In addition to these requirements, there has been volatility in the rules. Certain rules, such as Position Reporting, have been vacated (for now) leaving many projects in mid-flight. Other rules, such as Swap Data Repository reporting (Part 45), had data interfaces and workflow definitions offloaded on multiple vendors (p 2139), resulted in a very fragmented ecosystem where many-to-many data mappings and formats were required for different asset classes. Additionally, SDRs are implementing their systems during these different rule changes and clarifications, resulting in a fairly unstable integration task. This type of work is perfect for agile development.

  • Short sprints would allow you to push out functionality in short time frames, giving the team a natural checkpoint to make sure the functionality was still in-line with the latest legal opinion or CFTC change (Physical Options, anyone?). Every two weeks, the team can stop, demo the functionality they have built and receive feedback for the next sprint. Volatile requirements require a tight, frequent feedback loop. If you are building a huge technical spec document for a DFA implementation, you are toast.
  • Code demos naturally push end-to-end testing, giving the users a look at the real implementation rather than waiting until the last minute. The users can make adjustments at an earlier stage, reducing project risk and increasing customer satisfaction.

I would highly encourage all the companies who haven’t started your DFA efforts to look to agile to manage the project. Your developers and your users will thank you for it.

Energy Trading and Risk Management: It’s Time for STP

Originally published on Derivsource, an online community and information source for professionals active in derivatives processing, technology and related services.:’s-time-stp#


The technology involved with energy trading and risk management is undergoing rapid and sometimes volatile changes, creating opportunities for companies to develop a distinct competitive advantage. Many forces, such as reduced profit margin on trading activities and increasingly complex regulatory requirements, are at work pushing companies to automate the transaction lifecycle to help increase profitability and reduce costs. Straight-through processing (STP) is the ability to have transaction data flow through a company’s different systems with little to no direct human intervention.  STP infrastructure has been adopted throughout the financial services industry with great success, but has yet to be widely utilized in the energy industry.

New regulatory reporting requirements such as those in the Dodd-Frank Act (DFA) are providing a foundation to push the energy industry toward STP. In particular, for swap data recordkeeping and reporting compliance, a transaction’s data may need to be sent to a swap data repository (SDR) within 15 minutes by year two. These timeframes can create data entry scenarios where there is simply not enough time for additional manual intervention or error correction. In addition, some SDRs are choosing to bundle their confirmation services along with DFA reporting causing confirmation processes to begin immediately, something many energy traders may not be used to because common practice is for end-of-day transaction reconciliation.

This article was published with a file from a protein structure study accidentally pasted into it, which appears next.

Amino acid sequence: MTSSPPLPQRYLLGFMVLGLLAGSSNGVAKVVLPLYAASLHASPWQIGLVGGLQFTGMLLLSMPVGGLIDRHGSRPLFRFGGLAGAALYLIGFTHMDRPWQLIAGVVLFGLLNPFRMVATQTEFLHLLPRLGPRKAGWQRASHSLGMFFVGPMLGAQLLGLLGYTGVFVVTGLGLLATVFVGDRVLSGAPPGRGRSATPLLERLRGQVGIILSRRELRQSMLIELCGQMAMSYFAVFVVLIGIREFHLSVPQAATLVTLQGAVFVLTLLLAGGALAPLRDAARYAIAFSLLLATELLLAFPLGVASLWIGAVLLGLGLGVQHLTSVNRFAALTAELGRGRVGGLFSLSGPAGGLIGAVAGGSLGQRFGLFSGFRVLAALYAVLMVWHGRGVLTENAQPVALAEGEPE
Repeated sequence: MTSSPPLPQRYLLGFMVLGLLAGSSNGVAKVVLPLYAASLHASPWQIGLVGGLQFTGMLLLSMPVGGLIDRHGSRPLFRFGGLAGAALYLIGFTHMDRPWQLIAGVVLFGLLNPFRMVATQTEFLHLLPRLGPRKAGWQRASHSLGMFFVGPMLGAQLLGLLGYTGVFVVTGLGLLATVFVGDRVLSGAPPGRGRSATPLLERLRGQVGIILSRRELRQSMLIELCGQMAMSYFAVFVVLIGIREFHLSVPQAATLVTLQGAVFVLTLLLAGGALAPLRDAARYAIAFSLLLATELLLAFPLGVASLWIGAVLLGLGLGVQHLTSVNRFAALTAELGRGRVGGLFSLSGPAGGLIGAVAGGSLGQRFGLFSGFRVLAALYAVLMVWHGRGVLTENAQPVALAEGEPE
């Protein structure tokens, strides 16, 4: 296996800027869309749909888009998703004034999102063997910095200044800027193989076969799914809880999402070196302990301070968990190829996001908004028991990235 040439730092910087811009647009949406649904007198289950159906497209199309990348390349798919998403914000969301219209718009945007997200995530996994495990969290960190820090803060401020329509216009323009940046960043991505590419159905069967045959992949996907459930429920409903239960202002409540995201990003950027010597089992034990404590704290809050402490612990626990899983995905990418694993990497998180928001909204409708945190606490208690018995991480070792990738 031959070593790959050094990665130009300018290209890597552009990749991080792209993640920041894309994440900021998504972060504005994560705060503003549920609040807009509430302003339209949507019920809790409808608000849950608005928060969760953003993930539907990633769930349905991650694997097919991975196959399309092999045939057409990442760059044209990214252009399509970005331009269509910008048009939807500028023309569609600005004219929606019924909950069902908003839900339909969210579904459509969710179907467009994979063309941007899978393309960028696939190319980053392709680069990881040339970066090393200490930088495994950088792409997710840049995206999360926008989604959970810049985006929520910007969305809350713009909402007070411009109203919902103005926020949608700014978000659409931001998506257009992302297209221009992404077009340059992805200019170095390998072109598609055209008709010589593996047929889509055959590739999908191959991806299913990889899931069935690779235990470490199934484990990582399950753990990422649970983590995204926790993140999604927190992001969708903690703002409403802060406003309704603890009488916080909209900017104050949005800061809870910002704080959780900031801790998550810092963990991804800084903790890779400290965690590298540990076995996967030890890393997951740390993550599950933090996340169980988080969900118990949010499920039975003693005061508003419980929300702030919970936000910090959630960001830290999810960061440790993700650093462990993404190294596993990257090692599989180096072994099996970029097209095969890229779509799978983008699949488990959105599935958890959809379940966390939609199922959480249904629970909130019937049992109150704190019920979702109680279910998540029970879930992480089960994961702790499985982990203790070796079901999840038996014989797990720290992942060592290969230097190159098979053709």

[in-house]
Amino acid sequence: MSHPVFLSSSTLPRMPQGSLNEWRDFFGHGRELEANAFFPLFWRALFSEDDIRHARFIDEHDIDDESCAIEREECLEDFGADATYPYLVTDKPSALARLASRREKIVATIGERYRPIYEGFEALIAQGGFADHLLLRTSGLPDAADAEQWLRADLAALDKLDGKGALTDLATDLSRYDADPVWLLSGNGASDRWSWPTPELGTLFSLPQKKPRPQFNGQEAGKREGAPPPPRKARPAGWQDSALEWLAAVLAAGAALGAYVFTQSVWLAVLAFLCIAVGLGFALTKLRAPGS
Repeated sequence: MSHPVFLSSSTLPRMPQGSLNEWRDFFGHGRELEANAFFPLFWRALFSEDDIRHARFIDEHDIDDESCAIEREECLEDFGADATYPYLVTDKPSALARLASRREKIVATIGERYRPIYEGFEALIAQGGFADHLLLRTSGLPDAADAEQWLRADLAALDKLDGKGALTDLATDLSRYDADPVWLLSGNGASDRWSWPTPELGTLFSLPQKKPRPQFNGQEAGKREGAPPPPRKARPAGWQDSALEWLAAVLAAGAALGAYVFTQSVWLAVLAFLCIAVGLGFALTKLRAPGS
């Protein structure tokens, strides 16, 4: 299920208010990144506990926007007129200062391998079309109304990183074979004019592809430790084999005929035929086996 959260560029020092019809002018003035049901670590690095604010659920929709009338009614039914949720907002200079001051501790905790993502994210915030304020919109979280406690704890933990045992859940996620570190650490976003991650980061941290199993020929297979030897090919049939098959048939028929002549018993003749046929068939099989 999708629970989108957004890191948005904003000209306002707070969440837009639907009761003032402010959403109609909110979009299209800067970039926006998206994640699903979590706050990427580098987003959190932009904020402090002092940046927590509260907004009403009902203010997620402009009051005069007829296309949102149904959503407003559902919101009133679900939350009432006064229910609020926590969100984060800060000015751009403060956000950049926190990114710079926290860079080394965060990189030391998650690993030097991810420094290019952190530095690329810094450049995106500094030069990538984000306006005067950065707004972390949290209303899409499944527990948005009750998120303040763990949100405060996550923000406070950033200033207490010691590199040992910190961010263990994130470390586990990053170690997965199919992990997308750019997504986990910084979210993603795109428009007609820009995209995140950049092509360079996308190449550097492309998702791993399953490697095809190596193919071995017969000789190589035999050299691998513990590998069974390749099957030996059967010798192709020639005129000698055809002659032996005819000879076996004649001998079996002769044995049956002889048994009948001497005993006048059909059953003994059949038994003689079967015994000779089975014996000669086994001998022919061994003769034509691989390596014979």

How could STP benefit an organization engaged in trading activities? Automating the flow of trade lifecycle data shortens processing time by reducing manual intervention. Additionally, these activities reduce operational risk and costs by reducing errors resulting from manual data entry mistakes. This can in turn improve decision making by integrating real-time data for stronger decision support analysis. Consequently, STP is a very powerful tool to increase the profitability of energy organizations’ trading activities.

For most energy trading organizations, there are many different touch points for automating the flow of trade data, including:

  • Connectivity to designated contract markets (DCMs) and swap execution facilities (SEFs) for the purpose of trade capture
  • Internal connectivity between different systems handling areas such as credit, scheduling, transportation and risk
  • Connectivity to external systems, including SDRs, market operators and even directly with counterparties to facilitate regulatory reporting, trade confirmation and other activities such as physical and financial settlements
  • Connectivity with transmission providers such as pipelines and independent system operators (ISO) for automation of scheduling

Ultimately, the concept is simple; when a trade lifecycle event occurs, energy companies should create a representation of that event using a common communication specification and broadcast the event to allow other systems to process the event independently. The complexity lies in formulating the rules, structure and definitions of the data and events being broadcast. Adapting these procedures and systems to STP will reduce dependence on manual entry processes, assure more reliable data, and improve speed of critical decision, risk and performance information and analysis.

With the tightening profit margins on trading activities and increased transaction collateral requirements, it is up to energy trading organizations to find new and inventive ways to reduce operational costs and increase efficiency. With the right foundation of a common communication protocol and long-term strategic vision for a company’s enterprise, the possibilities seem endless.


Getting started with FpML: Understanding the Schemas

I have been engaged in project work for Dodd-Frank for almost 18 months now. With Dodd-Frank comes a new set of external interfaces for companies to be able to communicate with depending on the DFA requirements. Some of the interfaces are proprietary, but some of them are not. Two of those interfaces (Large Trader Reporting, SDR reporting for one vendor) utilize FpML as communication protocol. If you’ve started working with FpML, the first thing you will notice is how robust the schema is. It gives you the power to create trade lifecycle events using XML in a very detailed manner. The next thing you will notice is that it is huge and can be overwhelming to get started. Here’s a quick list of things that helped me understand the organization better.